Evaluation of pentavalent conjugated pneumococcal vaccine in toddlers

ArticleinThe Pediatric Infectious Disease Journal 16(1):72-4 · February 1997with5 Reads
DOI: 10.1097/00006454-199701000-00016 · Source: PubMed
    • "In 3 studies the immunogenicity of PnPS was studied with the effects of diseases such as asthma [21], recurrent infections [23], and HIV [26]. In 4 studies a comparison was made with conjugate vaccines [5,15,19,21]. In some studies PnPS was used to boost children who had been primed with a conjugate vaccine [2,5,13,17,18] or PnPS vaccine [5,6,8,10111214,22,24]. "
    [Show abstract] [Hide abstract] ABSTRACT: The immunogenicity of plain (not conjugated) pneumococcal polysaccharides in children and infants was reviewed using a systematic literature search. Immunogenicity was defined as the fold-increase in serotype specific antibody concentration after a single dose of plain polysaccharide vaccine in unprimed subjects. Meta-regression was used to calculate the influence of study treatments including subject age, sampling time, dosage, immunization route, vaccine composition and study location. Immunogenicity increased with age for all serotypes, and the increase was more rapid in the first 11 months of life. Study location was the next most significant study variable, with higher responses in countries with lower GDP. A flat dose-response curve was observed over a range from 5 to 50 μg polysaccharide. Serotypes 6A, 6B, 14, 19F and 23F were significantly less immunogenic than serotypes 2, 3, 4, 7F, 8, 9N, 9V and 18C in 11 month old children, but continued to increase in immunogenicity with age until reaching similar levels at 6 years. Some proposed T-independent immune mechanisms could explain the differences in serotype immunogenicity.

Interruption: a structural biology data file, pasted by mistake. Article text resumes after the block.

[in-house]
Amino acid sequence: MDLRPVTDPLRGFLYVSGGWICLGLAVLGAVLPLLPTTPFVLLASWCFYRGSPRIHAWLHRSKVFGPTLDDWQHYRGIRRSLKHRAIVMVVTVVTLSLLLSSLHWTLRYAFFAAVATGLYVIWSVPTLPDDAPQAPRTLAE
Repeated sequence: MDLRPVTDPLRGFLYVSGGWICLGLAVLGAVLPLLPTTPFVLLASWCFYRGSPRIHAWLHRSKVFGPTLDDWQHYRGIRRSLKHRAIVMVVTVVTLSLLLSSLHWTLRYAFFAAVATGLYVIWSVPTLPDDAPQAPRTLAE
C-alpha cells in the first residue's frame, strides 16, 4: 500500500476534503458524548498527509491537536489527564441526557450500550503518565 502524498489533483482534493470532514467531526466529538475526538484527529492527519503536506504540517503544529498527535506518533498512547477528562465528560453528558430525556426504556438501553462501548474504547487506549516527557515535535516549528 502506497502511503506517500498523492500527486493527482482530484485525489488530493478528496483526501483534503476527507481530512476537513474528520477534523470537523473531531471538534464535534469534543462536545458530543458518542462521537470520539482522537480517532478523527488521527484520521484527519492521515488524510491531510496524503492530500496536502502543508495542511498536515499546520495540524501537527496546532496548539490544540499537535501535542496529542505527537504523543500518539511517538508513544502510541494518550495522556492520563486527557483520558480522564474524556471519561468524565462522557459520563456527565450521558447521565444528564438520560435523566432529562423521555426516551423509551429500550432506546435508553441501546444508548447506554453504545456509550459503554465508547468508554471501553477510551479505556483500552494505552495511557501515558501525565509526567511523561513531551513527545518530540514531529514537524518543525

Full-text · Article · Aug 2011
    • "The first studies performed used monovalent vaccines (serotypes 6A/6B, 12F) (Fattom et al., 1990; Lue et al., 1990; Sarnaik et al., 1990; Schneerson et al., 1986; Sigurdardottir et al., 1997; Vidarsson et al., 1998). In the early 1990s bivalent (serotypes 6A, 12F) (O'Brien et al., 1996; Steinhoff et al., 1994), tetravalent (serotypes 6B, 14, 19F, 23F) (Ahman et al., 1998; Arguedas et al., 2001; Dagan et al., 1997a; Ka¨yhtyKa¨yhty et al., 1995; Kroon et al., 2000; Nieminen et al., 1998 Nieminen et al., , 1999) and pentavalent conjugate vaccines (Ahman et al., 1996; Ahmed et al., 1996; Daum et al., 1997; King et al., 1996; Obaro et al., 1997; Pichichero et al., 1997; Powers et al., 1996; Shelly et al., 1997) were studied. Further clinical studies have been performed with two heptavalent (serotypes 4, 6B, 9 V, 14, 18C, 19F, 23F) vaccine formulations using OMPC as carrier protein (Anderson et al., 1996; Blum et al., 2000; Chan et al., 1996; Miernyk et al., 2000; Molrine et al., 1995; Storek et al., 1997) or CRM 197 (Barnett et al., 1999; Black et al., 2000 Black et al., , 2001 Black et al., , 2002 Choo et al., 2000; Nurkka et al., 2001; O'Brien et al., 2000; Rennels et al., 1998; Shinefield et al., 1999; Vernacchio et al., 1998; Zielen et al., 2000). "